The ocean is also a major driver of the global economy, carrying more than 90% of world trade and sustaining the 40% of humanity that lives within 100 km of the coast. Recognizing this, national weather agencies and researchers regularly monitor the ocean, model how it affects the atmosphere and deliver marine services to support coastal management and safety at sea. Today, the growing impacts of climate change are making ocean observations, research and services more critical than ever before.
Ensuring safety at sea and on land
WMO collaborates with the International Maritime Organization (IMO) to provide standardized information, forecasts and warnings to ensure the safety of life and property at sea. This increasingly includes disseminating maritime safety information for the Arctic, where melting sea ice is boosting marine traffic. WMO works to improve search and rescue operations and emergency responses to environmental hazards such as oil and chemical spills and radionuclide fallout. It also supports the efforts of national weather agencies to deliver forecasts and warnings to protect coastal and inland communities from hazards such as ocean-generated storms and related storm surges, coastal flooding and high winds. Developing multi-hazard early warning systems for addressing coastal inundation is now a high priority.
The enormous amount of energy captured by the ocean creates the world’s most powerful and destructive storms, known variously as cyclones, typhoons and hurricanes. WMO Regional Specialized Meteorological Centres and Tropical Cyclone Warning Centres facilitate international collaboration and the sharing of best practices (they also decide on the names of each year’s storms to improve coordination and the clarity of warnings).
Rising sea levels can damage freshwater supplies and worsen storms and coastal inundation. Better projections of how storm patterns will change, polar ice sheets melt and regional sea levels rise is vital for the improved safety of life and property at sea and for coastal zone management. WMO has launched a dedicated programme to help small, vulnerable islands to use weather, marine and climate services. This will contribute to the implementation of Sustainable Development Goal 14 – Conserve and Sustainably Use Oceans, Seas and Marine Resources for Sustainable Development.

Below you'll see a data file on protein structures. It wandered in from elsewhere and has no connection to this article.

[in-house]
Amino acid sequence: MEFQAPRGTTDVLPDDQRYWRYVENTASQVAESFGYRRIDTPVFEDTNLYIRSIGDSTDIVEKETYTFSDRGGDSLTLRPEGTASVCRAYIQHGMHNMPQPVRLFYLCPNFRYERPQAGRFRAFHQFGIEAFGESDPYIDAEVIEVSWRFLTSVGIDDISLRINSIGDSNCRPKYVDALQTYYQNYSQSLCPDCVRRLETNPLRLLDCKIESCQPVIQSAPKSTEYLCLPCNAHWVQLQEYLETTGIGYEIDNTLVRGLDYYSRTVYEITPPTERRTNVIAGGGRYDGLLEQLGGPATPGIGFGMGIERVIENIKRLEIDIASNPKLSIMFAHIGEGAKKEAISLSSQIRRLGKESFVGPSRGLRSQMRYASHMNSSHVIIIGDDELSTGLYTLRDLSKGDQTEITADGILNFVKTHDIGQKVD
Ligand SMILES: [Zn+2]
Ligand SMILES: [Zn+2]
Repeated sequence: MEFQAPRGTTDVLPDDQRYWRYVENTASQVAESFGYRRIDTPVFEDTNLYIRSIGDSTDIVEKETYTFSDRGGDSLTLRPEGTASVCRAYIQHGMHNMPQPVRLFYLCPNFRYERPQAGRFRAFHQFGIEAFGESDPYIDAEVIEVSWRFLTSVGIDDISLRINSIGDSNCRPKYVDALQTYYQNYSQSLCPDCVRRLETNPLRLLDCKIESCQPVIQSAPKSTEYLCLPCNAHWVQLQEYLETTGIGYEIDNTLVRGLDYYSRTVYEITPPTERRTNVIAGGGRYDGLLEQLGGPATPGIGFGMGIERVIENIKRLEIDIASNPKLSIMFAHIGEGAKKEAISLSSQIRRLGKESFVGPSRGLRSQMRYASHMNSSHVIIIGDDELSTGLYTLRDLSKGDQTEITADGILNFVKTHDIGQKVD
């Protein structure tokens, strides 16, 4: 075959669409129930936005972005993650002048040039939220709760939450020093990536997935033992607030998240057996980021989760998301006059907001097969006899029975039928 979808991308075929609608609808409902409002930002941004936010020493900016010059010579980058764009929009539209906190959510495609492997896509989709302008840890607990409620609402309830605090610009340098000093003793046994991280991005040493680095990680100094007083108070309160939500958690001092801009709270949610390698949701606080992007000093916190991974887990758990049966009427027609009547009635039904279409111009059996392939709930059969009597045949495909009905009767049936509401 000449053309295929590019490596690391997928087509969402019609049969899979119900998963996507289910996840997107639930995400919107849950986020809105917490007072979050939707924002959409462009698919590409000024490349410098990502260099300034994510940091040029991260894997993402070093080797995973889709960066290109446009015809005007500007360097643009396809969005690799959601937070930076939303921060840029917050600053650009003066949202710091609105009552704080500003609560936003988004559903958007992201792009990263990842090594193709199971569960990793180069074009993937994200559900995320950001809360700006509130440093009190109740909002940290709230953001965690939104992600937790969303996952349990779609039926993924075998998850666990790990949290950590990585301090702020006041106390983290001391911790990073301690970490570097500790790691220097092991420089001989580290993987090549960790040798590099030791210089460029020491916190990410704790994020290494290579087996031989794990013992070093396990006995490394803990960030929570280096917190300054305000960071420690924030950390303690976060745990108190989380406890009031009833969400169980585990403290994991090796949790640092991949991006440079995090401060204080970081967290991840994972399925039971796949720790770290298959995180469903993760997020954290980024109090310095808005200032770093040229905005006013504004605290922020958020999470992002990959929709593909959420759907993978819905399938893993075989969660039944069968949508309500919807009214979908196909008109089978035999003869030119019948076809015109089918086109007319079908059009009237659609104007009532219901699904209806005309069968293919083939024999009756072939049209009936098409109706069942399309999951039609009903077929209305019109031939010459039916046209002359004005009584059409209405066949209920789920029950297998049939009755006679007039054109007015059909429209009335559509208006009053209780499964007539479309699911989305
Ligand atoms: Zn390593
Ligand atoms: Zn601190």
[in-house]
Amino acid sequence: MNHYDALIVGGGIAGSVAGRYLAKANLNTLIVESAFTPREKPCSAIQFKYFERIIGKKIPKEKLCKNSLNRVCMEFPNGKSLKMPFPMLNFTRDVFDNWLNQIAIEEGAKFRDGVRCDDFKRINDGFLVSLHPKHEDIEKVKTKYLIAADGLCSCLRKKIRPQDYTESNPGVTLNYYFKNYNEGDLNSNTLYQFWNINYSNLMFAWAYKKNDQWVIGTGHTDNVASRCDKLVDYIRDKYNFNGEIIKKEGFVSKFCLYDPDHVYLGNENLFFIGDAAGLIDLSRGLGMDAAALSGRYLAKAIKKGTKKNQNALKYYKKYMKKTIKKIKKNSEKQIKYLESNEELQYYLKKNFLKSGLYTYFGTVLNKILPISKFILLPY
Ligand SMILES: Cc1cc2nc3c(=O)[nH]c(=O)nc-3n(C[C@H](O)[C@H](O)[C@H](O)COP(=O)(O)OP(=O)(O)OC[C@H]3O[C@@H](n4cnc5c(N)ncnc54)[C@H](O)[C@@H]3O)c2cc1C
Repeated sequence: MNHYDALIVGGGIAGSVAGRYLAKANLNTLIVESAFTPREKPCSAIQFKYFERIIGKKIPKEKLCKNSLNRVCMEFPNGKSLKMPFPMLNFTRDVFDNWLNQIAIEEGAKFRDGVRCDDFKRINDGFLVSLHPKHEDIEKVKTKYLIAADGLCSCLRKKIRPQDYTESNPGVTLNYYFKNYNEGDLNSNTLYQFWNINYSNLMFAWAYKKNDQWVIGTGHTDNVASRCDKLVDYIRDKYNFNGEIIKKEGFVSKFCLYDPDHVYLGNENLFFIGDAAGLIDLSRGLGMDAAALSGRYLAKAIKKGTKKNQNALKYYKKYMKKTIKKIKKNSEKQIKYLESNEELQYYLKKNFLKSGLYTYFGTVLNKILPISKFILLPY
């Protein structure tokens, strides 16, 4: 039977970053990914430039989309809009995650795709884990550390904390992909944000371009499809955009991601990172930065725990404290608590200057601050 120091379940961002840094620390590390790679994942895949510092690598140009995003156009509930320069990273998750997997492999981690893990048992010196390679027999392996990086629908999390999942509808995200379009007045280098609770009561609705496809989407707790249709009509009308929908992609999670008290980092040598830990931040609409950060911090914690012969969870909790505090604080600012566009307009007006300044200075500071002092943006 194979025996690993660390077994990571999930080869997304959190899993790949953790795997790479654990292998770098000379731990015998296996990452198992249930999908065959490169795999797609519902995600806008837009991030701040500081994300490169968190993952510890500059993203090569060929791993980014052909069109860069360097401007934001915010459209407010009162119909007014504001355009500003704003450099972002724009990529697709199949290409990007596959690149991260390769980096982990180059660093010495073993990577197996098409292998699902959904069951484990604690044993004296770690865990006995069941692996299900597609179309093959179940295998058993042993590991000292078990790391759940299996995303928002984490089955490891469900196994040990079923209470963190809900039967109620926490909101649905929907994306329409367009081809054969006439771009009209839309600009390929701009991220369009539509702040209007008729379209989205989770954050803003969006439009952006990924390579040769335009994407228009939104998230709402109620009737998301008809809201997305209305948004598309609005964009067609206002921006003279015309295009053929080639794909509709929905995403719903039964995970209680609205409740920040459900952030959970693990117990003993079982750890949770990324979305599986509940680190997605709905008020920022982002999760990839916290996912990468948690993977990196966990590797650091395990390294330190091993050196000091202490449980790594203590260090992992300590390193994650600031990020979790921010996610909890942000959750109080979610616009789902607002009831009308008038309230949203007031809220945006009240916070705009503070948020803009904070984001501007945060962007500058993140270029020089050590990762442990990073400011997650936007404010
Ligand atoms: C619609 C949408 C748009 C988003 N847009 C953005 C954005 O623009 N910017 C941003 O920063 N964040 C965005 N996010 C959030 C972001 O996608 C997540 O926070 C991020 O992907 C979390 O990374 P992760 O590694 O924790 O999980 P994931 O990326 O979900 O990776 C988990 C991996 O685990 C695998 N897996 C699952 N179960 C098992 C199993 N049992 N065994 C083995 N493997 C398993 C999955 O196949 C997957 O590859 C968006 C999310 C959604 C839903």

How the ocean shapes weather and climate
The ocean’s tight linkage with the atmosphere makes understanding its behaviour vital for forecasting weather and climate conditions. The ocean absorbs most of the solar energy reaching the Earth; because the Equator receives much more solar energy than do the Poles, enormous horizontal and vertical ocean currents form and circulate this heat around the planet. Some of these currents carry heat for thousands of kilometres before releasing much of it back into the atmosphere.
Another key interaction is that, because the ocean warms and cools more slowly than the atmosphere, coastal weather tends to be more moderate than continental weather, with fewer hot and cold extremes. Evaporation from the ocean, especially in the tropics, creates most rain clouds, influencing the location of wet and dry zones on land.
Over 90% of the extra heat trapped by humanity’s carbon emissions is stored in the ocean – only about 2.3% warms the atmosphere, while the rest melts snow and ice and warms the land. As a result, the atmosphere is warming less quickly than it otherwise would. This should not lull us into inaction, however, as ocean warming only delays the full impact of climate change. Much of the ocean’s newly absorbed heat will flow out into the atmosphere over the coming centuries.